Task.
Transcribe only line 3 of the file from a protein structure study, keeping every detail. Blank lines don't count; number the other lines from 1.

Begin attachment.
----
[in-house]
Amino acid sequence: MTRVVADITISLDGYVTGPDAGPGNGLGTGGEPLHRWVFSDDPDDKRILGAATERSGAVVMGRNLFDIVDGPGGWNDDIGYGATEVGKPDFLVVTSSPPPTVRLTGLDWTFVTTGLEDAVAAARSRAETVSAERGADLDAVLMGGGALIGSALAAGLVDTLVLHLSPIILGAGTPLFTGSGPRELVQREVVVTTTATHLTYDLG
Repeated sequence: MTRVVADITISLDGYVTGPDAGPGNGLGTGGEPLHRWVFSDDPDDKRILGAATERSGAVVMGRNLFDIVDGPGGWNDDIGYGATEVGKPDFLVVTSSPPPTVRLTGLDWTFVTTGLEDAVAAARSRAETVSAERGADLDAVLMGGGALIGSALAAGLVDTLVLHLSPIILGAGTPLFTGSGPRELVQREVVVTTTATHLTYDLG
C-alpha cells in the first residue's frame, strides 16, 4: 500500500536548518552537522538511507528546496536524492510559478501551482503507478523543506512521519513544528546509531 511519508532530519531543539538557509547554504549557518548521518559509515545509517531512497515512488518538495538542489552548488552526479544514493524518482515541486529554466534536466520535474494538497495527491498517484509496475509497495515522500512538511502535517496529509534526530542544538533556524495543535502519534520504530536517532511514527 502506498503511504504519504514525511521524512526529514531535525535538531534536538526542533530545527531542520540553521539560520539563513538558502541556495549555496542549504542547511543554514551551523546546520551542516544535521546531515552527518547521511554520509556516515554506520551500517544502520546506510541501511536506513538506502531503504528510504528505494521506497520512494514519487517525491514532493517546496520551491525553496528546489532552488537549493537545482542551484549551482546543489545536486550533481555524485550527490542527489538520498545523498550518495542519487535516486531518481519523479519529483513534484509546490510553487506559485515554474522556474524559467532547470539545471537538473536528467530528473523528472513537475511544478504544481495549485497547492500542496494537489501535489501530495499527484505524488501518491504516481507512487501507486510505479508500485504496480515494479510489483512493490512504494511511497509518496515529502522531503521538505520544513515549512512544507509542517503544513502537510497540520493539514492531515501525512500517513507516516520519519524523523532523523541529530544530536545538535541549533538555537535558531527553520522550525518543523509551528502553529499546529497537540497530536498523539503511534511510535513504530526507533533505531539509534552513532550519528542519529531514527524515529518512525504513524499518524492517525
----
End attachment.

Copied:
Repeated sequence: MTRVVADITISLDGYVTGPDAGPGNGLGTGGEPLHRWVFSDDPDDKRILGAATERSGAVVMGRNLFDIVDGPGGWNDDIGYGATEVGKPDFLVVTSSPPPTVRLTGLDWTFVTTGLEDAVAAARSRAETVSAERGADLDAVLMGGGALIGSALAAGLVDTLVLHLSPIILGAGTPLFTGSGPRELVQREVVVTTTATHLTYDLG